had a family, he enjoyed his life. I had the chance to have a long conversation
with him once, and he really didn't like to talk music. He preferred to
just do it. He seemed more keen to chat about art and literature, much
as anyone else hates to talk shop all the time. God, he must have found
the constant bombardment of "why does this cue run 57 seconds on the album
but 65 seconds in the film" inane and repetitive. And people wonder why
he sometimes seemed a little tetchy with fans... Absolutely, he took his
work seriously, and he certainly knew the fear of the blank page and the
thrill of the emerging idea, but after most scores were completed he was
happy to forget them and move onto the next.
And, lest we forget, he was not the only talented composer to ever live
and work this way. Did Alex North, Franz Waxman or Miklos Rozsa get all
this hoo-hah when they passed away? Jerry Goldsmith was unique, flexible,
innovative, but he had predecessors and peers whose musical achievements
were equally noteworthy. I mean, just what was it about Jerry Goldsmith
that made him the target he was for the more obsessive? The truth is hardly
any of his fans ever met or knew the man (certainly not enough to call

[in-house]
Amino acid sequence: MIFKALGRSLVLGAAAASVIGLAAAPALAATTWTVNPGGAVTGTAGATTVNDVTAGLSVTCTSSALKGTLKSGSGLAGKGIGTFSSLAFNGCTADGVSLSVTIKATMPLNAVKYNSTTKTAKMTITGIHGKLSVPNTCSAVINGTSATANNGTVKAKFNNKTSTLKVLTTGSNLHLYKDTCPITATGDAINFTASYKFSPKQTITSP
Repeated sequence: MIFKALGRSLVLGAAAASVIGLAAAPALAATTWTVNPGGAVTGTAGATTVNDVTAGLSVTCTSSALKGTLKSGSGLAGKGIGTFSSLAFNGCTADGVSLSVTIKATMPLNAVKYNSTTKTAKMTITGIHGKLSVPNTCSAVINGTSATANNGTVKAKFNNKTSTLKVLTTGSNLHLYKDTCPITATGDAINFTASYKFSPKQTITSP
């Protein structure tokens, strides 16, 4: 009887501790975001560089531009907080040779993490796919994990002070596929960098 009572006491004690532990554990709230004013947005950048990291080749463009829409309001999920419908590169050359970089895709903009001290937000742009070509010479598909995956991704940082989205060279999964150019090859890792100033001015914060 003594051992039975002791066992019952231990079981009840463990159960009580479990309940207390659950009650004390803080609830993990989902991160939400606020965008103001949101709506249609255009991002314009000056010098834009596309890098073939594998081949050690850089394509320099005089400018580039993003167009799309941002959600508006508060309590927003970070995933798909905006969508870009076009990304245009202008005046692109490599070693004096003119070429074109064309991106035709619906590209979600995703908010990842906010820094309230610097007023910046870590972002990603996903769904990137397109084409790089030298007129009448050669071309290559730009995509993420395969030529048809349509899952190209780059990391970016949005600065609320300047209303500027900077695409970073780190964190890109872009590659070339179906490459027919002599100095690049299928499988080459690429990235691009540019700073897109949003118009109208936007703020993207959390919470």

him "Jerry", though that never stopped most folk), and if they did it was
maybe in passing as he signed your album at a concert (I still relish a
moment in Nottingham in 1994 when some bloke said to Goldsmith "Actually,
we've met before - you signed my album at a concert in 1979! ". God, I
wish I'd taken a photo of Mr. Goldsmith's reaction).
For myself, I can claim to have known him more than most, but this
was still hardly at all. I met Mr. Goldsmith several times during my stint
as editor of the Goldsmith Society journal Legend (a post I eventually
had to leave because I was becoming depressed and intimidated by the obsessive
and defensive nature of some of the members, and also because I could worryingly
see some of it in myself - time to step back, I thought). Anyway, in this
role I got to attend some of his scoring sessions and even had lunch with
him once (and I'm glad he paid, as the restaurant bill was mortifying!)
So, right now, while I surely feel his loss, it's not on the same level
of losing someone personally close to me. I knew his music, not him, and
so I can't shed a tear for Jerry Goldsmith. If anything, I more likely
could for his family, his friends and his colleagues, who will be missing
him in immeasurably more profound and affecting ways.
Truth be told, while his passing is tragic, Jerry Goldsmith lived a
long, fulfilled and decent life. He loved his family, his work and (most
of the time) his fans, and quite properly in that very order. He found
great success in work he loved, and earned the kind of money that enabled
him to spend silly amounts on the odd seafood lasagne for a geeky, relative
Of course I still feel loss, but only because that there will be no
more music from his remarkable mid and fingers. This said, he has left
us more than enough to confirm his stature as one of the greatest composers
to ever live. If you really want to pay your respects, start by not paying
silly prices on eBay for bootlegs. Let us remember Jerry Goldsmith for
his artistic achievements, not his collectability, and also give thanks
for the fact that when his end came, it came peacefully, pain-free and